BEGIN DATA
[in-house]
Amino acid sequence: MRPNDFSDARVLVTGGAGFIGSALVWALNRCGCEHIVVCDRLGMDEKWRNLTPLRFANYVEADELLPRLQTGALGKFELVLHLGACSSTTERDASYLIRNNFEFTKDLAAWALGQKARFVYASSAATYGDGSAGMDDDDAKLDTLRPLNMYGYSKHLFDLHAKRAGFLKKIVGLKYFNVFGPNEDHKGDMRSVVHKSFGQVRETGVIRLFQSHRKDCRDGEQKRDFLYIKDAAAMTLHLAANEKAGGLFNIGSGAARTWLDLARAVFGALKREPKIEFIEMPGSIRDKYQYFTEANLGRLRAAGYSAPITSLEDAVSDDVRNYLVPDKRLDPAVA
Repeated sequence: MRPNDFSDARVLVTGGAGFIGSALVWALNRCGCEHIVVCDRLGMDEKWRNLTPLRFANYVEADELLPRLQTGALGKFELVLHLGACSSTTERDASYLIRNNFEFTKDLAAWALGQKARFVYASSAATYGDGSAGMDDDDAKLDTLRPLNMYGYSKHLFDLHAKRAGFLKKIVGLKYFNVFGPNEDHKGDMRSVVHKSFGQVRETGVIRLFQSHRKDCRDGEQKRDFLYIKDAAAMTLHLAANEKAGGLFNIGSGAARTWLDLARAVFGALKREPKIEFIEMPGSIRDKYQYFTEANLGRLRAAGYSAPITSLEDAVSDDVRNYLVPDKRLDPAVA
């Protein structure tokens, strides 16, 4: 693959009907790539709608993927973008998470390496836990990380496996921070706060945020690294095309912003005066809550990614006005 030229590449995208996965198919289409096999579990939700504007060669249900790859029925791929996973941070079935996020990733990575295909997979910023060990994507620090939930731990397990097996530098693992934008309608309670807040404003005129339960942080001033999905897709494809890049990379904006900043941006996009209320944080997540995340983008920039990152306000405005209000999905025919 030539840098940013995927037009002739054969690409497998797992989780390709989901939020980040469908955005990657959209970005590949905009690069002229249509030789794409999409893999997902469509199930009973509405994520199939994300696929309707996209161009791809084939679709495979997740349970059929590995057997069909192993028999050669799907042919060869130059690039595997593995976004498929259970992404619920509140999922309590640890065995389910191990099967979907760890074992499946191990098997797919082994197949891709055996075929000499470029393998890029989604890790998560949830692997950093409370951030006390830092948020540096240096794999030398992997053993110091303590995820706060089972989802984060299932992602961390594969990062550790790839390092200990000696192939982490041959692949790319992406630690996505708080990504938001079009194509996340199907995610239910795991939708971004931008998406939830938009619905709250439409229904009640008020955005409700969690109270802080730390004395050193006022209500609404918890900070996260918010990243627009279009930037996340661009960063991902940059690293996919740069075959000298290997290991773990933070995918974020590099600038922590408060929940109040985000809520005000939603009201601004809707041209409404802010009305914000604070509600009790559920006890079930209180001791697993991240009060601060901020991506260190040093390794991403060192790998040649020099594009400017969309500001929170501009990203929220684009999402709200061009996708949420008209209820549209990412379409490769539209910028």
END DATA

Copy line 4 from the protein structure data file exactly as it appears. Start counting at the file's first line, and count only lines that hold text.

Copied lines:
């Protein structure tokens, strides 16, 4: 693959009907790539709608993927973008998470390496836990990380496996921070706060945020690294095309912003005066809550990614006005 030229590449995208996965198919289409096999579990939700504007060669249900790859029925791929996973941070079935996020990733990575295909997979910023060990994507620090939930731990397990097996530098693992934008309608309670807040404003005129339960942080001033999905897709494809890049990379904006900043941006996009209320944080997540995340983008920039990152306000405005209000999905025919 030539840098940013995927037009002739054969690409497998797992989780390709989901939020980040469908955005990657959209970005590949905009690069002229249509030789794409999409893999997902469509199930009973509405994520199939994300696929309707996209161009791809084939679709495979997740349970059929590995057997069909192993028999050669799907042919060869130059690039595997593995976004498929259970992404619920509140999922309590640890065995389910191990099967979907760890074992499946191990098997797919082994197949891709055996075929000499470029393998890029989604890790998560949830692997950093409370951030006390830092948020540096240096794999030398992997053993110091303590995820706060089972989802984060299932992602961390594969990062550790790839390092200990000696192939982490041959692949790319992406630690996505708080990504938001079009194509996340199907995610239910795991939708971004931008998406939830938009619905709250439409229904009640008020955005409700969690109270802080730390004395050193006022209500609404918890900070996260918010990243627009279009930037996340661009960063991902940059690293996919740069075959000298290997290991773990933070995918974020590099600038922590408060929940109040985000809520005000939603009201601004809707041209409404802010009305914000604070509600009790559920006890079930209180001791697993991240009060601060901020991506260190040093390794991403060192790998040649020099594009400017969309500001929170501009990203929220684009999402709200061009996708949420008209209820549209990412379409490769539209910028």